Cambrian: Sports

Cambrian cycling enthusiast first to ride across reopened stretch of Hwy. 1 in Big Sur

Vehicles drive around a corner on Highway 1 earlier this year near the newly opened section across the Mud Creek Slide. Work at the Paul’s Slide site farther north will bring overnight closures to the highway next week.
Vehicles drive around a corner on Highway 1 earlier this year near the newly opened section across the Mud Creek Slide. Work at the Paul’s Slide site farther north will bring overnight closures to the highway next week. jjohnston@thetribunenews.com

Cambria cycling enthusiast Aaron Linn says he “wasn’t out to be the first cyclist” to ride a bike over the three-quarter-mile stretch of new Highway 1 pavement in Big Sur, 34 miles north of Cambria. And he “didn’t expect to be,” either.

And yet he and his companion, Brian Wright, were indeed the first bike riders to traverse the new pavement on its inaugural day, July 18. The long-awaited fresh stretch of highway was built on top of the 6 million cubic yards of rock and dirt that came hurtling down at Mud Creek in May 2017, burying a picturesque portion of the internationally celebrated roadway.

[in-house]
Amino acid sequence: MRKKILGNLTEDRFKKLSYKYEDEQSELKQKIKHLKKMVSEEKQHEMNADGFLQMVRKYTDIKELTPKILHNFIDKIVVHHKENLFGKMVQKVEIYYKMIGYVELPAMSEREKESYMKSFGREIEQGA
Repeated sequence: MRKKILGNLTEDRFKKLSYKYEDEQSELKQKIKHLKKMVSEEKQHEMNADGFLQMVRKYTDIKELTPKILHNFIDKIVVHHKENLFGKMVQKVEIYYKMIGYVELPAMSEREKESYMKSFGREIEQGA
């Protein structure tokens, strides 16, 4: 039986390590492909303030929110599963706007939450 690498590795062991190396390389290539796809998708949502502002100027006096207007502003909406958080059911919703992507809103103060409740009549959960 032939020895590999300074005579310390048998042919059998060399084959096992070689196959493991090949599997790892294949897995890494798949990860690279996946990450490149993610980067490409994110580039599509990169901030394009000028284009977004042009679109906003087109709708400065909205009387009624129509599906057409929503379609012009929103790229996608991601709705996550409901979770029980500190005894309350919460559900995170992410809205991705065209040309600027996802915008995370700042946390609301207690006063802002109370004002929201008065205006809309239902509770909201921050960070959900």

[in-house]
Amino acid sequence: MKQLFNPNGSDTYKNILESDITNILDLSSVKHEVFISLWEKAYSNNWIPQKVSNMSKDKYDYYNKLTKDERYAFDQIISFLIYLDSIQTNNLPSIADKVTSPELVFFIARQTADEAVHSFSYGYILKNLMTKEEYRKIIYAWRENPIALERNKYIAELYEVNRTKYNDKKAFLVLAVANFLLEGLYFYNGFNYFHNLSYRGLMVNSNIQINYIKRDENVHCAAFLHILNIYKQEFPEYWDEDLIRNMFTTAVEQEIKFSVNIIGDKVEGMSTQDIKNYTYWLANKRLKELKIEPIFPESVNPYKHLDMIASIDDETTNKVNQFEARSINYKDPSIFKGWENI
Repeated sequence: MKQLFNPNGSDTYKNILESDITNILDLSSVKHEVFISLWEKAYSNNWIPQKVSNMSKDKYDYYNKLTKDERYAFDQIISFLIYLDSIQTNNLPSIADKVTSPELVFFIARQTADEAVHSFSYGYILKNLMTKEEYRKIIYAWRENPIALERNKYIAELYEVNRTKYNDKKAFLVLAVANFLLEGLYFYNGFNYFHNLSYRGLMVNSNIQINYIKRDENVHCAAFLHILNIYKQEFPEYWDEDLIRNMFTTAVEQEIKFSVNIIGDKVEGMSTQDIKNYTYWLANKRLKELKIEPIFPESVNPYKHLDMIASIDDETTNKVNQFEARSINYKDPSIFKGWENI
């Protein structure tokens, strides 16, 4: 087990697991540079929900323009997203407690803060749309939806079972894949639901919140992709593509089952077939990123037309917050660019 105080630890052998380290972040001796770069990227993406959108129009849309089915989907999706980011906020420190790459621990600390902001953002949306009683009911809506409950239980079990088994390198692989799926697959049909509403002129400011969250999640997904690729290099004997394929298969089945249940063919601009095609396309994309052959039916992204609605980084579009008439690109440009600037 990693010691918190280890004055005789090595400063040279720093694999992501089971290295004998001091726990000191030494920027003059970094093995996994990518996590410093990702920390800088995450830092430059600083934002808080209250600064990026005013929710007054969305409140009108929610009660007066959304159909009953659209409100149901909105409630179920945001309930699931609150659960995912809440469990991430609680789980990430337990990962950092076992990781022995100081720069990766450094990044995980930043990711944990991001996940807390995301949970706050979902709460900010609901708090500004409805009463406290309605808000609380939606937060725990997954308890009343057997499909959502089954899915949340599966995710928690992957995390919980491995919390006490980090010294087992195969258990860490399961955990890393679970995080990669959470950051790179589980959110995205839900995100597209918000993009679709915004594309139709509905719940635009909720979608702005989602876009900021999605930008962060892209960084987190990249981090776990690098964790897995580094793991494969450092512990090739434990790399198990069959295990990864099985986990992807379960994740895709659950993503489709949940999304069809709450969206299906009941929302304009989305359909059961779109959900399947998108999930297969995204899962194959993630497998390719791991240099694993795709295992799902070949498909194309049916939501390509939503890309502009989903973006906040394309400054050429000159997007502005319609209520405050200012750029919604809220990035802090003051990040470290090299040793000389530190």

Linn, General Manager of Linn’s Restaurant, drove to Salmon Creek, where Wright — who had ridden his bike from Cambria — joined him. The two cycled 10 miles north together to the site of the new roadway, which Linn said was “beautifully paved.”

The bike lanes are “Class 1,” according to the Bicycle Advisory Committee standards, he added — “as wide as they come.”

Interestingly, Wright and Linn ride to Big Sur together annually on July 17, Linn’s birthday. Their sojourn was blocked in 2017 of course, and Linn was hoping the completion of the new pavement would afford the two a chance to do the birthday trek in 2018 — albeit they missed it by one day.

Meanwhile, in an email interview, Linn said the flow of Highway 1 traffic from the north has “drastically increased” business at Linn’s Restaurant in the East Village by an estimated 20 percent. This is the moment that many North Coast enterprises have been waiting for; but Linn explains, “many businesses have cut their labor due to the closure and had not rehired enough staff yet.”

Related stories from San Luis Obispo Tribune

  Comments